Brain fitness meets HRV and EEG biometrics and neuroinformatics
Posted Sep 27 2012 3:09pm
As an active participant in the OpenViBE project (a software platform to design, test and use Brain-Computer Interfaces), in scientific as well as technical capacities, I have long been focused on ways to process, analyze and put brain signals to practical use. When I started reading on the subject of brain fitness a few years ago, I recognized the potential to enhance a variety of brain training approaches, from meditation to cognitive training, by deploying devices measuring brain activity during training, and for the biometrics, neurofeedback and brain fitness communities to connect and work with each other. What I heard during the 2012 SharpBrains Summit: Optimizing Health Through Neuroplasticity, Innovation and Data demonstrated that things are indeed moving in the right direction.
We are witnessing a “super convergence” taking place:
1. Biofeedback (particularly Heart Rate Variability) is now mainstream. Heart Rate Variability (HRV) was mentioned a dozen of times as appropriate biofeedback medium for relaxation and emotional regulation. SharpBrains is now putting it at step 8 of their “How To Be Your Own Brain Fitness Coach” elearning course . HRV is measured with Electro-cardiography (ECG), which is now mainstream through the availability of phone-connected ECG devices, designed, for instance, for casual athletes. Among other examples, Savannah DeVarney, VP Products at Brain Resource, introduced MyCalmBeat, a stress management mobile application targeting companies and their employees to help decrease stress, sharpen focus and improve health in systematic ways.
2. Cheaper electro-encephalography (EEG) devices are consumer-friendly for the first time, and suitable for use out-of-the-lab and out-of-the-clinic. Stanley Yang, CEO of Neurosky, and Tan Le, CEO of Emotiv Lifesciences, presented their respective consumer-grade EEG platforms for home or office use, which do not require the help of an expert for set-up. Their technology was first marketed with video games in mind (Emotiv sold devices in 90 countries, and Neurosky sold more than 1M chips already), but both companies are now looking forward to mainstream brain health and wellness applications. Inexpensive multi-sensor devices such as the Emotiv EPOC can record real brain signals, and have been used by Brain Computer Interfaces (BCI) research labs for several years now. The availability of this technology at low prices opens up opportunities of using EEG out of the lab or of the hospital, as for instance at home or office.
3. Valuable information can be extracted from EEG (and Quantitative EEG) to enable next-generation brain health assessments. Dr Evian Gordon outlined that EEG is becoming really scalable, mostly because of the emergence of ultra-cheap devices, predicting that these technologies are less than 10 years from what we have today for heart monitoring. Dr. Adam Gazzaley, Director of the Neuroscience Imaging Center of the UCSF, discussed the work his lab is already doing in that direction. Data points like these demonstrate that EEG-based biometrics can add value to traditional brain health assessments, which often rely on symptoms or tie-consuming neuropsychological batteries. For instance, some specific markers (such as the decreased latency and amplitudes of P300 Evoked Response Potentials) antedates and could help predict Alzheimer’s Disease symptoms 10 to 15 years in advance.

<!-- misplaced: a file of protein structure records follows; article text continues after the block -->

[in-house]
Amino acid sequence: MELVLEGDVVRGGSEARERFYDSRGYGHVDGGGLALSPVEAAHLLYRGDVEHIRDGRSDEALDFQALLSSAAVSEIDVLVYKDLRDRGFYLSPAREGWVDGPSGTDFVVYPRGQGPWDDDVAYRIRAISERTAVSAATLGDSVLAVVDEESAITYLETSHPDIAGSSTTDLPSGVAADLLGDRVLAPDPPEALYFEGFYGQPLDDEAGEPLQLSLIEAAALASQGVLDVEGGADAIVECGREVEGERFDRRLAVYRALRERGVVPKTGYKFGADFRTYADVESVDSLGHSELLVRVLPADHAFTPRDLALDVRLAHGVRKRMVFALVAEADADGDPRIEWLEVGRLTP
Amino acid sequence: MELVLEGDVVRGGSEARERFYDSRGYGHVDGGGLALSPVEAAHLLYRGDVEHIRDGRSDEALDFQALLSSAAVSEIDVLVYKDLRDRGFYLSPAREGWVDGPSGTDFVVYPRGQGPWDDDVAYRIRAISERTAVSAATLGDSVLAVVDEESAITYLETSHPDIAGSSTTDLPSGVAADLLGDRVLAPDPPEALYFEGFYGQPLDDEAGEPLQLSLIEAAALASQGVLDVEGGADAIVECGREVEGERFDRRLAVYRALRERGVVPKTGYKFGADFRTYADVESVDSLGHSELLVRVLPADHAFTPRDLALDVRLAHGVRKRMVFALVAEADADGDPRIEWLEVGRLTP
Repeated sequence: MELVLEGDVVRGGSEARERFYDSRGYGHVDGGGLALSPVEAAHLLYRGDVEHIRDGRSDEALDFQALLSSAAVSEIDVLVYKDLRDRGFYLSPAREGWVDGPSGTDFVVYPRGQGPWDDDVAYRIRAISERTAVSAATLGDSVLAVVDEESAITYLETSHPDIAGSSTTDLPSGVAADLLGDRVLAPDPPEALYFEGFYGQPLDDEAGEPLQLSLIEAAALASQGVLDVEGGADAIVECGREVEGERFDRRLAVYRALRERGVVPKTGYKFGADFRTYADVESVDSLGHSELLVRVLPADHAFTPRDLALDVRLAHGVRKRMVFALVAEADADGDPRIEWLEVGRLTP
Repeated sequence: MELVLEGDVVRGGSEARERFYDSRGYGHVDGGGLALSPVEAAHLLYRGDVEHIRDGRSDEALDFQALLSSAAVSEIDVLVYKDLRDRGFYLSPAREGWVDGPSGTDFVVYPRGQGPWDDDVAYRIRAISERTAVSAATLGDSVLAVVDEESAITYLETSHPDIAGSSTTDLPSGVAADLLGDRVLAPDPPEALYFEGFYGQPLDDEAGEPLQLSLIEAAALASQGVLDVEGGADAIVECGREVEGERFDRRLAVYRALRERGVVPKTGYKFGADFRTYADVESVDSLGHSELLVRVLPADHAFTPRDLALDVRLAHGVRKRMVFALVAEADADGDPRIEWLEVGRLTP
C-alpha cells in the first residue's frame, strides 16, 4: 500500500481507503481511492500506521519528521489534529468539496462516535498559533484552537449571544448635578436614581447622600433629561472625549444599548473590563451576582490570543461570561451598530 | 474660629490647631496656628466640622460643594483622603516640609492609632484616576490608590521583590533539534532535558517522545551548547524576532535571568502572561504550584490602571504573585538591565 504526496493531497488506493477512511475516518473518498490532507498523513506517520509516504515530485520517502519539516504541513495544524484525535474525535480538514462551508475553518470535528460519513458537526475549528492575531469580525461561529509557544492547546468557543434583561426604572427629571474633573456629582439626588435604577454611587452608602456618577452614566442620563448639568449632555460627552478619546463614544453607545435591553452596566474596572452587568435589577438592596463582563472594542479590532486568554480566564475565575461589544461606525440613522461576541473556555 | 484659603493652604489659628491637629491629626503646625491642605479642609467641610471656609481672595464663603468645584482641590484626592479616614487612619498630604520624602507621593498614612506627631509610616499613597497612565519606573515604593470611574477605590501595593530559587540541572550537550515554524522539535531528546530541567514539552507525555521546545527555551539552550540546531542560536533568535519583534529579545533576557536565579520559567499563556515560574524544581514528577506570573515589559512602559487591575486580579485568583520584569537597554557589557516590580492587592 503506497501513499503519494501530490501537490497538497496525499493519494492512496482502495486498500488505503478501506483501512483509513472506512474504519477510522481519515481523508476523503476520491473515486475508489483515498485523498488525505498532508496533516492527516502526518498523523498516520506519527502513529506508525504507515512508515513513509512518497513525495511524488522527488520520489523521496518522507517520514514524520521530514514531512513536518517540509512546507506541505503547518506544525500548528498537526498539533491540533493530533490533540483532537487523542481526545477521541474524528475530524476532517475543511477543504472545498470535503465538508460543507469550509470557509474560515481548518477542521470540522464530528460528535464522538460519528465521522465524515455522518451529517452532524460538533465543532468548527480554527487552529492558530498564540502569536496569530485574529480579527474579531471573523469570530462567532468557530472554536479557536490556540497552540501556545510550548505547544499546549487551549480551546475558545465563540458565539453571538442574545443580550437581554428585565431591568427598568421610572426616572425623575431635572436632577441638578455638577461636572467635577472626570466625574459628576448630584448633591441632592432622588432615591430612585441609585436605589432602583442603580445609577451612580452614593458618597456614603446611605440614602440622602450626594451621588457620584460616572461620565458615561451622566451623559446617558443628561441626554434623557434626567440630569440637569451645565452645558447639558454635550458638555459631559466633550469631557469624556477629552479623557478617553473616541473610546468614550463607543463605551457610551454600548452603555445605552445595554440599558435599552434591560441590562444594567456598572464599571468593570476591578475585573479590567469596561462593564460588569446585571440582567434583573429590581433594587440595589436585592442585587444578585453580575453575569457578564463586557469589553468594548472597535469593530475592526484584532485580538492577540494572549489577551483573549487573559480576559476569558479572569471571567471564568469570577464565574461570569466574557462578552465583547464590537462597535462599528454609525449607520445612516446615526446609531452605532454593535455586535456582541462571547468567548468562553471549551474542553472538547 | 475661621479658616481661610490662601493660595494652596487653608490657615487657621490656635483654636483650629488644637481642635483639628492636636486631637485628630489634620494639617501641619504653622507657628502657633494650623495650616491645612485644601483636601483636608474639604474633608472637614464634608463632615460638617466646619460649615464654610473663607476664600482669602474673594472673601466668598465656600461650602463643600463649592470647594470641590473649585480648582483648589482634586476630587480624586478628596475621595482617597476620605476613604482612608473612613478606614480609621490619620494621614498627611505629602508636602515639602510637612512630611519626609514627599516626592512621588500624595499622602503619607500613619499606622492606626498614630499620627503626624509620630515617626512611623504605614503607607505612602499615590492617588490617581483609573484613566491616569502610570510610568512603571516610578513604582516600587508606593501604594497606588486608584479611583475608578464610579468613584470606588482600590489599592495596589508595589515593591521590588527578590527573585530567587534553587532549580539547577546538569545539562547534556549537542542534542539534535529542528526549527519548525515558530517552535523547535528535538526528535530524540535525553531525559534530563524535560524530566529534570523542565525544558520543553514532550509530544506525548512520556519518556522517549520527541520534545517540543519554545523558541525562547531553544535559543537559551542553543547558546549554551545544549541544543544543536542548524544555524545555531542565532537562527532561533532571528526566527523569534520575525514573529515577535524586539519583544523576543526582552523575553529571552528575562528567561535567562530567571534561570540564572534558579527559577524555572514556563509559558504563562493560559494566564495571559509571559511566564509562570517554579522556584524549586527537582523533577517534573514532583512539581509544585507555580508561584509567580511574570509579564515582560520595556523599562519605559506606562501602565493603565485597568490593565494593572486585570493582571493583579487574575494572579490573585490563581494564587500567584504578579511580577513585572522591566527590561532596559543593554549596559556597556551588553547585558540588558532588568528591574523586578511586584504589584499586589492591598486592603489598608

4. Neuroinformatics will drive massive change — not just in brain health care, but in healthcare overall. Our knowledge of brain functions is being greatly expanded through the large-scale collection and storage of brain signals in massive databases, and data analysis is delivering an increasingly deeper understanding of how our brain, cognition and behavior are interrelated, and how to personalize interventions based on objective markers. Collecting and segmenting big volumes of data to build relevant profiles and knowledge was thus a major concern of many speakers, with one of the summit sessions focused on this particular topic. Dr. Robert Bilder, Chief of Medical Psychology at UCLA Semel Institute for Neuroscience, talked about the considerable amount of data that they are collecting from as much biodata sensors as possible on patients and users. Dr Gordon stressed the need to standardize data collection and analysis, and Dr. Sandra Chapman at UT-Dallas reinforced the critical point that “there is no health without brain health.” Collecting big amount of data is becoming easier to setup thanks to cloud-based applications.
All in all, the extensive conversations at the 2012 SharpBrains Virtual Summit, and the converging work of the many industry and scientific pioneers who participated, highlighted the need and the very realistic opportunity to monitor and analyze brain activity in scalable and cost-efficient ways, and to personalize brain health prevention and interventions based on objective data. Or, as the Summit tagline promised, to Optimize Health through Neuroplasticity, Innovation and Data.
- Yann Renard is is CTO and co-founder of Mensia Technologies. He led OpenViBE software development at INRIA for 5 years and is now developing an online platform for realtime brain signal processing, visualisation and training at Mensia Technologies.